Vector graphic illustrations
Vector graphics differ from bitmap graphics, and a lot of people don’t know the difference between the two.
Vectors hold their information, shape, colour and position with mathematical formulae. Bitmaps store pixel information, what colour and brightness the pixel is and how it relates to the colour and brightness of the pixels around it. If you zoom in on a bitmap image you start to see the pixels. Vector graphics can be enlarged pretty much as much as wanted with no loss of definition because the information is held with mathematical formulae which takes up less space than holding all the colour density and their relationships information of a bitmap.
There are a number of programs that will edit these types of image, the Adobe suite being pretty much the industry standard. Adobe Illustrator handles vector graphics and Adobe Photoshop is the bitmap editor. There are open source programs that will do this too. Inkscape is the vector program and Gimp is the one used for bitmaps.
My preferred program is Illustrator because you can “draw”. Photoshop has extended it’s capabilities to use vectors, but remains predominantly a bitmap editor
Well, summer is on the way here and fairly soon the beach, seven minutes walk from my apartment, will be filled with views similar to these.
The sap is rising and I decided that I’d make a couple of bikini studies in vectors to see how realistic an image I could generate, how close to a bitmap I could get the illustrations.
This image is of a friend of mine, Wendy, looking very sexy in a skin tight dress.
The Tanga Free Zone was inspired by a graphic I found on the net. I don’t know who created it but if you (the creator) see it and you have an issue please let me know and I’ll take it down.
Ambigrams are typography that can be read the right way up or up side down. Usually the words remain the same. In some cases the words can be different as in the example “69”. Some of these I have made into animated .GIF so that they will turn themselves over for you.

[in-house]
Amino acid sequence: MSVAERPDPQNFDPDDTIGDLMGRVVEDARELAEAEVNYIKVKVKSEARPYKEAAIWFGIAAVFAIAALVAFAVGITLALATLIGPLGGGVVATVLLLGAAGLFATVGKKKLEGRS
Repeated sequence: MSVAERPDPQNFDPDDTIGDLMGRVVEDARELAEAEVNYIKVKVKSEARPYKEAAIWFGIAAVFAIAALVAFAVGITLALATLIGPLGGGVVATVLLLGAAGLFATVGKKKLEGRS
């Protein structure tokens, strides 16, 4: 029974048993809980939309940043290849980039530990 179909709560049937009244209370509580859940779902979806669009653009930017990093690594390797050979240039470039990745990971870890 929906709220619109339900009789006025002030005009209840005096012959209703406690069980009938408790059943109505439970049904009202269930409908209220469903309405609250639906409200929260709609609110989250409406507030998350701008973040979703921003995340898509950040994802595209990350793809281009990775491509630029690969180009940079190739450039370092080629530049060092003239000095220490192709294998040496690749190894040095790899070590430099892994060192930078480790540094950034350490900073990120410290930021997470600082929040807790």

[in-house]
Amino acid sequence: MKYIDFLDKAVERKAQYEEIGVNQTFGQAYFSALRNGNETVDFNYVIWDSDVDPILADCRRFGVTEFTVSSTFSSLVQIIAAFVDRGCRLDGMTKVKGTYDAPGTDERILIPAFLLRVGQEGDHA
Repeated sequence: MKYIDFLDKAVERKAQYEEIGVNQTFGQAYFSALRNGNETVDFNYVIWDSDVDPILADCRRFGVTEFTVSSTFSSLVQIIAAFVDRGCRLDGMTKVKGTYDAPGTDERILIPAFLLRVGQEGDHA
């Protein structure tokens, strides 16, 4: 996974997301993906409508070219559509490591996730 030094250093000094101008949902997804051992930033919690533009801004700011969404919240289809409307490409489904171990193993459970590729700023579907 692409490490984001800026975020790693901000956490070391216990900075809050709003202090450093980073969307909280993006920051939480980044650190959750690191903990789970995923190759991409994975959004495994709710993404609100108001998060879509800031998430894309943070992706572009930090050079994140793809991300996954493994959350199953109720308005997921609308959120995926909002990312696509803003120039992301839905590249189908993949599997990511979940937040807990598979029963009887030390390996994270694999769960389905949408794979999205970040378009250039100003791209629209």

Ambigrams came to prominence and popularity with the books by Dan Brown, The da Vinci Code and Angels & Demons. There are some brilliant examples on the internet and mine are rather crude in comparison but I had try and make some. A lot of planning has to go into how to get the typography to work. There are a few instructional pages on the net but some words do lend themselves to ambigram manipulation more than others.
The artist and typographer John Langdon is, in my opinion, a genius at this type of work.
These two images were created to parody the extreme paranoia of the world (mainly the USA and UK). Personally I don’t think half the “crap” that we are told is going on is going on. I believe some to be false flag operations and insidious rumour spread by those with a vested interest in keeping populations under control for their own commercial gain. When I get round to it I have a few more in mind. I have a feeling that the FBI and DEA will be there.
No I don’t believe the official story of the Kennedy assassination nor the official story of the events of 9/11.
You can see more of these parodies on this page.
This picture of the building is the place where I went to school and ran amok in the 1970s. I know it’s terribly unfashionable but I liked school, I liked learning and best of all I liked being a boarder because it meant that I got to live with my best friends instead of being at home under parental control.